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Chances are that you will be asked many times throughout your high school, college and graduate school careers to write many essays. Writing an essay may seem hard at the onset, but if you practice pre-writing first, you will find writing the actual essay much easier. Here are some pre-writing tips to help you with your essays, whether they be expository or not:  

Choose Your Essay Topic

Your teacher, professor, college admissions application, or standardized test, such as the GRE or LSAT, may have given you a topic for your essay. If this is the case, this part of your job is easy because it has already been done for you. If not, you will have to choose one yourself. Put a lot of thought into choosing your topic. If possible, choose a topic that interests you and that you are fairly knowledgeable on. This will make writing your essay a little easier -- hopefully.  

Do Research

Now that you have a topic, it's time to do some research. Grab books, go online or interview people who are experts on the topic. Take notes while you do your research that highlight the main facts that you want to cover. Write down these main facts and list your sources with them so that you can go back and refer to the sources when you are writing your essay. This part of your research is meant to give you an understanding of the topic and help you determine the key areas of the topic that you want to cover on your essay. After you have completed your pre-writing, you may find you need to conduct more research using the same materials (books, online sources and interviews) or additional materials.  

Articulate Your Argument

Now that you have conducted your research, you should have a good understanding of what position you want to take on your essay, so you should be able to write your thesis and conclusion.  

The Thesis

A thesis doesn’t have to be only one sentence unless your teacher or professor require it. It can be one or two sentences that tell the reader what your essay is about and sums up the position you are taking in the essay or proposition your essay poses. For example, a good thesis could be, "Nuclear energy is unsafe and expensive, as evidenced by the history of nuclear power plant accidents. Solar power is more cost effective and safer." This thesis tells the reader what the essay is about and shows your position on the topic.  

The Conclusion

Your conclusion should sum up and reiterate the thesis and body of your essay in one paragraph.  

Make a List

Once you have conducted your research and written your thesis and conclusion, it's time to make a list that shows the areas you want to cover in your essay, which should support your thesis statement. Take a look at your research notes to help you make the list. For example, if you were writing an essay on the example topic above (unsafe nuclear energy and the safer solar alternative), you might include the following on your list: a history of nuclear power plant accidents, nuclear power plant waste, the cost of building and operating nuclear power plants vs. solar energy, and the feasibility of solar energy.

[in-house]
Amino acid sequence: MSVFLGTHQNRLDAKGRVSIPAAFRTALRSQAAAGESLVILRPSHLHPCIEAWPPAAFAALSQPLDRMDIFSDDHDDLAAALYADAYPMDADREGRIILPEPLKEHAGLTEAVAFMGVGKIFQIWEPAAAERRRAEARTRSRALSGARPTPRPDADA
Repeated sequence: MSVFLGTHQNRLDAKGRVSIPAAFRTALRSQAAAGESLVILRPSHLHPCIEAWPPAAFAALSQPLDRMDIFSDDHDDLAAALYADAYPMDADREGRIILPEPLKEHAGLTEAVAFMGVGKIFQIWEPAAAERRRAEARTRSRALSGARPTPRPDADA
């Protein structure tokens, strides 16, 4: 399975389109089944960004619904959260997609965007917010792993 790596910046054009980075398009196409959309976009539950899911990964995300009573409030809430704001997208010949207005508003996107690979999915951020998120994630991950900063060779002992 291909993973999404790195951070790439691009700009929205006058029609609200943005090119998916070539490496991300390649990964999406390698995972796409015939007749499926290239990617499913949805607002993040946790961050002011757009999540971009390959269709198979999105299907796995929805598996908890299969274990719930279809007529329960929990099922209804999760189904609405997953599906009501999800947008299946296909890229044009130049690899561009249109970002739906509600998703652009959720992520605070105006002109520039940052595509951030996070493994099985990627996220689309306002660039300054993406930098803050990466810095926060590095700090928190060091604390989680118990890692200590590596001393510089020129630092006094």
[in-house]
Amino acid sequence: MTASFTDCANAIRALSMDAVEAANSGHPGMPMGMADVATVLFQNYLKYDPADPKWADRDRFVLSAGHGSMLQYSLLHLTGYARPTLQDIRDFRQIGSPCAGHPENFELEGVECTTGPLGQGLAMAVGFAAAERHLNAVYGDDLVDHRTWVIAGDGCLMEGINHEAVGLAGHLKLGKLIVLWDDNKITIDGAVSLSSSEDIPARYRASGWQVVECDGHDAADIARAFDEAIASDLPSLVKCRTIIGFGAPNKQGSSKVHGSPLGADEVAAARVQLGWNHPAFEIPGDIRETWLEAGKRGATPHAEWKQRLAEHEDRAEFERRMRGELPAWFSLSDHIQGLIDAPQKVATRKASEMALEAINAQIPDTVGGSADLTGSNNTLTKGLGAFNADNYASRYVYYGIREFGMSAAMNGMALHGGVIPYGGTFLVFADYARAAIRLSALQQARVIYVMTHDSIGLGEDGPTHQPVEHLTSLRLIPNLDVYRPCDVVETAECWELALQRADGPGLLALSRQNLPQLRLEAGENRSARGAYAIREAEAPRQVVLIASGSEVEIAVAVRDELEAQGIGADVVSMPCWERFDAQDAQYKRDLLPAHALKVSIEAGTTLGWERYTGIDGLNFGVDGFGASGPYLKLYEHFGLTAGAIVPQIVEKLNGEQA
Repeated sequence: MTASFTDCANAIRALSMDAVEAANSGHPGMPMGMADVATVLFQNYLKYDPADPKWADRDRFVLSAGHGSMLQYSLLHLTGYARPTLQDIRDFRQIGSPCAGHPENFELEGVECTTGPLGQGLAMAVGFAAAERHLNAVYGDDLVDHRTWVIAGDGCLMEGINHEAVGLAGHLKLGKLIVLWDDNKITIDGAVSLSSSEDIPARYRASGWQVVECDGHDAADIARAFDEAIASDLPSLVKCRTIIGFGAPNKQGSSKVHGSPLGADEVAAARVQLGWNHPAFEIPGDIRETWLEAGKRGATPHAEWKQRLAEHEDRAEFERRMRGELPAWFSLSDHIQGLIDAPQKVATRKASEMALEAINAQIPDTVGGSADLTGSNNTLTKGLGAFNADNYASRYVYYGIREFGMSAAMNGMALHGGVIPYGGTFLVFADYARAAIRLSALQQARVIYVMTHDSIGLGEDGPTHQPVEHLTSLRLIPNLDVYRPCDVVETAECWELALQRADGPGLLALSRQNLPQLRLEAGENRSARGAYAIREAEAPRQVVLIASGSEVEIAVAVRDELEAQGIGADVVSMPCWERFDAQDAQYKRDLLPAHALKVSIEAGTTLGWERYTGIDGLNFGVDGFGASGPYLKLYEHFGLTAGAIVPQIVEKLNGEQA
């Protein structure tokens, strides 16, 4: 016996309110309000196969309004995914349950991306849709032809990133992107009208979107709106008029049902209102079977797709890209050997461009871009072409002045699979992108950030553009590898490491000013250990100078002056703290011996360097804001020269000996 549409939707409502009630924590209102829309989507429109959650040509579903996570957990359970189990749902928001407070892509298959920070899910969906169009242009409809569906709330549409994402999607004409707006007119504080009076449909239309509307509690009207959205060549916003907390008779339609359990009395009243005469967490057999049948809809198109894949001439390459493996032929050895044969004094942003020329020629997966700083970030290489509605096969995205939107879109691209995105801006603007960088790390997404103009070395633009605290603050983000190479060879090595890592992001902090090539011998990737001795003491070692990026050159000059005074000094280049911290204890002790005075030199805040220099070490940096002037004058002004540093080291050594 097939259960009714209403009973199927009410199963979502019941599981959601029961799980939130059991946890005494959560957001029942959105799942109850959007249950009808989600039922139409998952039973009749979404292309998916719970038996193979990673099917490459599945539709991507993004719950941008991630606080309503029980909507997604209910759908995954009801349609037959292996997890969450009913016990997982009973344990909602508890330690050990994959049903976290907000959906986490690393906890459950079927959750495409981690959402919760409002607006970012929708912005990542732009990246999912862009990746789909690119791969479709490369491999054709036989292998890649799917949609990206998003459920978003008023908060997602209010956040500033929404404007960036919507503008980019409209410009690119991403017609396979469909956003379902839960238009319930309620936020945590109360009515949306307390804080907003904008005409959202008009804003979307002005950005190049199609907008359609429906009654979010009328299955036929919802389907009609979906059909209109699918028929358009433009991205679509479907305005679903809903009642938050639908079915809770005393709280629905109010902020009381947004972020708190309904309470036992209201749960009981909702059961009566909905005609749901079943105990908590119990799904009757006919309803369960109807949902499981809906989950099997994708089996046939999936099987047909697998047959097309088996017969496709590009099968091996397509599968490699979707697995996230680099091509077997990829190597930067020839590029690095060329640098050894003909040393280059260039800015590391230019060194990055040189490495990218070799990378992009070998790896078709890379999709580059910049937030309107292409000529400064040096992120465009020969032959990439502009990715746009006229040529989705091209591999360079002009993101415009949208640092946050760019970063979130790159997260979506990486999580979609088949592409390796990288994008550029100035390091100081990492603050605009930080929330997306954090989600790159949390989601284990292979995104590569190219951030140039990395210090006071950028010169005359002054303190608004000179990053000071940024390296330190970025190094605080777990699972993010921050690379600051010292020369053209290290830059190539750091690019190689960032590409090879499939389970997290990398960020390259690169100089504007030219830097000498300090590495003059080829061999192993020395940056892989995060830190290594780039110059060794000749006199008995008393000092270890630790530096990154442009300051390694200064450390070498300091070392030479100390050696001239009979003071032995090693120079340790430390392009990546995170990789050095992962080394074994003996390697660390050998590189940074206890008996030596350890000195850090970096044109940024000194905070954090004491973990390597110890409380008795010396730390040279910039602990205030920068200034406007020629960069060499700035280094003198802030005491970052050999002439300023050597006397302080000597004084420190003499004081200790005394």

It's not always easy to come up with a list of areas that support your thesis statement. If you're having trouble coming up with a list, you might want to try free-writing to help get your thoughts flowing. Free-writing is what it sounds like; you just start writing about your topic without worrying about grammar or structure. After you have finished free-writing, look over what you have written and see if you can make a list of what to write about from what you have free-written or if you can organize it and edit it into the body of your essay.  

Make an Outline

The last pre-writing step you need to take before writing your essay is to make an outline. Providing a good structure to your essay beforehand will help write it more efficiently and help you out if you get stuck in one section - you can always move onto the next and come back to the challenging one. Before you start on your outline, remember that each paragraph in an essay should focus on only one argument or point. So, consider the length or word limit of your essay before making your outline to make sure you have room to fit each argument or point. There are several different outline techniques you can use. No one technique is better than the other so use whichever one works best for you!  

List Outline

To make a list outline method, write down a list of the topics you want to cover in the order you want to cover them, similar to what we have discussed above.  

Mind Mapping Outline

To make a mind map outline, draw a circle in center of a blank piece of paper. Write the main topic of your essay inside the circle. Draw circles around the main circle. Write keywords or short descriptions (sub-ideas) that support your main topic in these circles. Keep adding circles as necessary. Draw lines to connect the circles that contain related information.  

The Journalistic Outline

Journalists often ask themselves the following five questions before writing a story: who, what, when, where, why, and how. These questions can also be useful when writing an essay. Ask yourself these five questions about your essay topic down and write the answers on a piece of paper. Now you have an outline so get writing!

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